On the other hand, I do understand that this is something of a benefit (apparently), and so some people will attend this event solely to help out the PAC involved. This brings us to the other aspect of my original post. I have no idea what the PAC in question is all about, and you'll excuse me if just calling yourself "Supporters of Maryland Winegrowing" doesn't cut it for me. Again, before I plunk down $48 for an event such as this, I would like to have some idea what I'm supporting, especially if it's very likely that the event itself may leave me a bit underwhelmed.

As for the rest of your post, I'm afraid I'm not getting your analogy. The blog owner apparently invites comment on her articles, which is all any of us are doing (including yourself). Certainly it's OK to be a sheep if you like, and you've every right to feel the way you do (which I assume is that everything is just fine and dandy, so why is anyone rocking the boat). However, I really would like to see better and more frequent wine events in Baltimore, and I would very much like to see an end to the all too prevailing attitude that if you drink wine, it goes without saying you'll gladly pay to attend any event where wine (any kind of wine) is featured. You may disagree, but my impression is that that is exactly what this article promotes.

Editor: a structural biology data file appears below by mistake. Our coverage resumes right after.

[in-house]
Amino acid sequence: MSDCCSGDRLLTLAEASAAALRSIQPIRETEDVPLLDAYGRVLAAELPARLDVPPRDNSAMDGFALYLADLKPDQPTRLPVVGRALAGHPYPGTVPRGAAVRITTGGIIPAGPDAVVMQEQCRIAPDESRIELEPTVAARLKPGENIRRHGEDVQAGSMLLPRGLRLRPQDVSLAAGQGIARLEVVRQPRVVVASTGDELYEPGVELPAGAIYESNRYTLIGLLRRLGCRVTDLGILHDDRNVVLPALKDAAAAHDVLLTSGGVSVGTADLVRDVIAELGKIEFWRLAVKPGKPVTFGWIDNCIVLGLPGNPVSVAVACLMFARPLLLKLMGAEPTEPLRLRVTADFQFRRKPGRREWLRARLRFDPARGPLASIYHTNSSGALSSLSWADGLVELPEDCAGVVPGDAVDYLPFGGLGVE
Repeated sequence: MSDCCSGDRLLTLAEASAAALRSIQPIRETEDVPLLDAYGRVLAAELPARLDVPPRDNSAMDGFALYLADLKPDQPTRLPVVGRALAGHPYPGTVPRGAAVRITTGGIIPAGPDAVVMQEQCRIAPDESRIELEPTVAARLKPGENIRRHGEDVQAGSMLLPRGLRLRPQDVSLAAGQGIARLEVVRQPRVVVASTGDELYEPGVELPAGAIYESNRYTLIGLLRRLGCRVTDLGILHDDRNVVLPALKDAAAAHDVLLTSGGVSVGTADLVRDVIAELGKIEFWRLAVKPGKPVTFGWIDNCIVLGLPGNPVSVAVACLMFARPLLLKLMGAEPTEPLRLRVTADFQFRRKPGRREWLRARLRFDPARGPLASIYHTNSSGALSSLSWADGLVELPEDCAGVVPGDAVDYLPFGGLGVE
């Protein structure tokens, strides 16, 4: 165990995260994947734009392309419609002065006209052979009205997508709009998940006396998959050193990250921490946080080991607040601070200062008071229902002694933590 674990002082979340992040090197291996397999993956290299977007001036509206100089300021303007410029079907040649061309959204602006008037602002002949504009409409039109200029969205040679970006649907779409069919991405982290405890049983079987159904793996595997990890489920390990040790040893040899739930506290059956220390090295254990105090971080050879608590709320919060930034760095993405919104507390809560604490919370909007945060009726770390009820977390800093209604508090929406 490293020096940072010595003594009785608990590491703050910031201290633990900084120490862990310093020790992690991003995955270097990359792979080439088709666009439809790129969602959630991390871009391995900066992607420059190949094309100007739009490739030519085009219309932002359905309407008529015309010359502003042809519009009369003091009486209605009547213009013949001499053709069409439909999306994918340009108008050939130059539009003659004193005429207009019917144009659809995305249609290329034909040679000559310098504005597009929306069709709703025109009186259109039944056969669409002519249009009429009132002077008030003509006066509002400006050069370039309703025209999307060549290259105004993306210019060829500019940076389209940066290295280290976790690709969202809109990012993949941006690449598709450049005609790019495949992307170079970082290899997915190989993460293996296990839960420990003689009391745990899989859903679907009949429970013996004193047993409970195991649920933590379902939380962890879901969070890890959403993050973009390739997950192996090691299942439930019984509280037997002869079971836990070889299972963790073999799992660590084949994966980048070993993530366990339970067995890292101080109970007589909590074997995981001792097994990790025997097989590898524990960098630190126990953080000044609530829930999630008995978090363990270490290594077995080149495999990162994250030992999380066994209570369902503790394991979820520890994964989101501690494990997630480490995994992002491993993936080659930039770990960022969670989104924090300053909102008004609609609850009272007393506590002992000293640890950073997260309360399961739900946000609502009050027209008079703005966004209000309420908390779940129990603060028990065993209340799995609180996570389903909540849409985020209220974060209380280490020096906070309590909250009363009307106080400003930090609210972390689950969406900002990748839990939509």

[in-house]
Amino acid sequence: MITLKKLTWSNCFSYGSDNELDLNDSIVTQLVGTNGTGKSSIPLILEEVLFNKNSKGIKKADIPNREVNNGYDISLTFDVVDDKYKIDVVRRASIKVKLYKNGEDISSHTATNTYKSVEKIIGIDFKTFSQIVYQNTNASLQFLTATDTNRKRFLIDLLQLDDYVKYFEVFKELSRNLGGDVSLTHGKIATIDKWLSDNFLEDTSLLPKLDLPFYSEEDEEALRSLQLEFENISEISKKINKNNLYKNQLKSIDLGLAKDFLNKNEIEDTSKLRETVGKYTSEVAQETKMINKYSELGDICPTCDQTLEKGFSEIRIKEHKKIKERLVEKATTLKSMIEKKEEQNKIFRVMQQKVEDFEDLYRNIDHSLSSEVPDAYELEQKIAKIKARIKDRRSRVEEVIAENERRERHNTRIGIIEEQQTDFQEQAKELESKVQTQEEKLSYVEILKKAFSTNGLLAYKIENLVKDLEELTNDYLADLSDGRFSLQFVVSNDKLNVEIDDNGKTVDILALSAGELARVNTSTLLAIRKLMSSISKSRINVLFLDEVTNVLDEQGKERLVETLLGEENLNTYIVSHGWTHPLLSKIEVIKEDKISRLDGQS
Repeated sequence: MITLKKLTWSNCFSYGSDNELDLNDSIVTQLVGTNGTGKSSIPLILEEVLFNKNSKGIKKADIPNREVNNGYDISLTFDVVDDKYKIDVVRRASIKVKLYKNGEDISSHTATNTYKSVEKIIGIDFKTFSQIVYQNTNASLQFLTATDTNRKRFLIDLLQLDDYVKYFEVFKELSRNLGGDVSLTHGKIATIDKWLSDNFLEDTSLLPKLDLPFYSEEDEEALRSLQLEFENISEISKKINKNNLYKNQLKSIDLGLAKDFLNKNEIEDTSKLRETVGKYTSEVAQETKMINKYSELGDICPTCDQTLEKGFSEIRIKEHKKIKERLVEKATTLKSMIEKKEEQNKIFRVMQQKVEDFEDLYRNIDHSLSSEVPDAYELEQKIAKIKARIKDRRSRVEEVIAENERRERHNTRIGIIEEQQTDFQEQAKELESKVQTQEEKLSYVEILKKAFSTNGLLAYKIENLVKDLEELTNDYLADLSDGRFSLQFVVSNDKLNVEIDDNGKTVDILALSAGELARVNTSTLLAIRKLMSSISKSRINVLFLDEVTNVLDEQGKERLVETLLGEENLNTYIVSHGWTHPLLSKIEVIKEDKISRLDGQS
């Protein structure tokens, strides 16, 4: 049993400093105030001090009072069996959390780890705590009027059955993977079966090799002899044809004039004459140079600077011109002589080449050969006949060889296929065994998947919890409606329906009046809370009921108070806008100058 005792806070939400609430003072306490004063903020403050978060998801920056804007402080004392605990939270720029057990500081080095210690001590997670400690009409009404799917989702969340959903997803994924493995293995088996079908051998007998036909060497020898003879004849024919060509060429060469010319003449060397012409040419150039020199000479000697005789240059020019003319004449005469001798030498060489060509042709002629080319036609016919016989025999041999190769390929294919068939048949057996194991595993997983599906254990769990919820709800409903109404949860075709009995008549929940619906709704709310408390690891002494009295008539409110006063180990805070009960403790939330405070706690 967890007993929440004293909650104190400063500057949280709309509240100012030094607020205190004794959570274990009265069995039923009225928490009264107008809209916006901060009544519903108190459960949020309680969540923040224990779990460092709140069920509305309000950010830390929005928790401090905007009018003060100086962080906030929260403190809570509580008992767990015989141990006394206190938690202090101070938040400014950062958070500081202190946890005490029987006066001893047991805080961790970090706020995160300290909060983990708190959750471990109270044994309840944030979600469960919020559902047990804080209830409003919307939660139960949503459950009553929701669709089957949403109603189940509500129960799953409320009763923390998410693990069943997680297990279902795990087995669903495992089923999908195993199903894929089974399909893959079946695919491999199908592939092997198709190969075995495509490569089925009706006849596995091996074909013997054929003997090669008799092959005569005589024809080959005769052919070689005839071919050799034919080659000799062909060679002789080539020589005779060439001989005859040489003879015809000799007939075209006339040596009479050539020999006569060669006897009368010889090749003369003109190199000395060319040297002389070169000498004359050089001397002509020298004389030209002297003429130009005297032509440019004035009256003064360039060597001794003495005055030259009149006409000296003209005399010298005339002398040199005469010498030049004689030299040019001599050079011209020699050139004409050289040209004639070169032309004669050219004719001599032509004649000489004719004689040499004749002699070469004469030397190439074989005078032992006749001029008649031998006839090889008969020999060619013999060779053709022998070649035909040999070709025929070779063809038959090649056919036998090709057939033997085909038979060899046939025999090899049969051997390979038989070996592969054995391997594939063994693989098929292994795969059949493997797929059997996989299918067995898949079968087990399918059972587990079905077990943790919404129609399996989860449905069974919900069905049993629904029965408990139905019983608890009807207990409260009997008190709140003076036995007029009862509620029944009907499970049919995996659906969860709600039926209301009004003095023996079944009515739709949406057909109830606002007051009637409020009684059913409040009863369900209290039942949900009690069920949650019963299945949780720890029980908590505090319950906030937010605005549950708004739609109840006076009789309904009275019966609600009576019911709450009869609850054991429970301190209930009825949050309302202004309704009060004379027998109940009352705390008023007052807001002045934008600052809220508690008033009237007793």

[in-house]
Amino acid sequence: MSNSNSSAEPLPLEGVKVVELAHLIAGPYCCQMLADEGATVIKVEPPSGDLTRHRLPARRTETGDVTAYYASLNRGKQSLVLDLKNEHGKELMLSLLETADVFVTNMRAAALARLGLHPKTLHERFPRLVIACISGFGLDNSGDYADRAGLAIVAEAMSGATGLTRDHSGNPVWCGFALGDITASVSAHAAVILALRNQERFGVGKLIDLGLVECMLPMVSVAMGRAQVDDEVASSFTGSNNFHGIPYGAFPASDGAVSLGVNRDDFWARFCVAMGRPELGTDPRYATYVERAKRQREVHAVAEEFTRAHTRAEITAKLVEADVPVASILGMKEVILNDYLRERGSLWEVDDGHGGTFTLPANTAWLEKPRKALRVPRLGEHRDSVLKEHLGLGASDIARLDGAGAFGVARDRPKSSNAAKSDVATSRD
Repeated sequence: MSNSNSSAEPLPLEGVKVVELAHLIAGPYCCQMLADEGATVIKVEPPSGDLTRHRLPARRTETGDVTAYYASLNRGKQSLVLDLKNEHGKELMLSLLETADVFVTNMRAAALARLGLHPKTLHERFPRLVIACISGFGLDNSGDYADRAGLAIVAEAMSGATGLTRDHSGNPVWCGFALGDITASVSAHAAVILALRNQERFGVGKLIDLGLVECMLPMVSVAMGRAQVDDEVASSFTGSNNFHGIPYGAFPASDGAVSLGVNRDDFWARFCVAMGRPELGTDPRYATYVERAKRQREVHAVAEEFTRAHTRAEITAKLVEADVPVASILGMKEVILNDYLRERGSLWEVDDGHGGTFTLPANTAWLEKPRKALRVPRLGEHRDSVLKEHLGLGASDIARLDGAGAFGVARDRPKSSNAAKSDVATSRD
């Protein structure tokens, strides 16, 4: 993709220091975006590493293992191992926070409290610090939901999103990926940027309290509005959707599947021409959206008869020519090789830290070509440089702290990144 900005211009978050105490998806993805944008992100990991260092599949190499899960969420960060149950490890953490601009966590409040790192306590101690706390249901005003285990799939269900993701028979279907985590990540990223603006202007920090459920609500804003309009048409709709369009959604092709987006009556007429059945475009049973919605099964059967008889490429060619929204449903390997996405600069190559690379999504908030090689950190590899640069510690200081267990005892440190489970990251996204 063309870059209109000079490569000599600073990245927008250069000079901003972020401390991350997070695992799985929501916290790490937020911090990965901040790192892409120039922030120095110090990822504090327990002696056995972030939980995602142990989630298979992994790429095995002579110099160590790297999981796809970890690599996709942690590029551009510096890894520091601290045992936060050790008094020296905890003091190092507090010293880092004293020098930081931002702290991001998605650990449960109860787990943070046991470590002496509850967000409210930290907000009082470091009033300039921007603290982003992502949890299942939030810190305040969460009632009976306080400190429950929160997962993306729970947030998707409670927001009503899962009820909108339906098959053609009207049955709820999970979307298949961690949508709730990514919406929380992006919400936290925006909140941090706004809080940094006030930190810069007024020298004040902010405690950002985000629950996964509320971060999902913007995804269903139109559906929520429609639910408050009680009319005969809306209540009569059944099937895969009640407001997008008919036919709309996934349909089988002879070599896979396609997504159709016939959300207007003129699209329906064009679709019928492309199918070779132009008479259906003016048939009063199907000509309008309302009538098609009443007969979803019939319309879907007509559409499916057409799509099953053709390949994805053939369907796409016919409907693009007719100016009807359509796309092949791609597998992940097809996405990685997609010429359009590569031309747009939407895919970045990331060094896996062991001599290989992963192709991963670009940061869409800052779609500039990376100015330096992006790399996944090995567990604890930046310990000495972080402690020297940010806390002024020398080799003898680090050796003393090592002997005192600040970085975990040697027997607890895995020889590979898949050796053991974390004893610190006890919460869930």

To AndrewS.

I would be happy to have my perception about Maryland wine changed. Seriously, if you have some tips about some local wineries that you feel are producing good wine, I would love to know about them. Despite my original post (and yes, my experience with Maryland wine has not been very good), I would much rather give my money to local vinters as opposed to wineries located in the Willamette Valley, Columbia Valley, Walla Walla, Napa, Sonoma, the Anderson Valley and Santa Cruz (regions where at present I tend to obtain most of my current domestic wine).

It may be unfair, but after listening to the complete and utter nonsense I once heard during a "tour" at Liganore Cellars, I'm afraid it somewhat colored my impression of Maryland wine (and not in a good way). Subequent experiences with wine from Boordy, Basignani and the much overhyped (in my opinion) Black Ankle have not helped to change that opinion.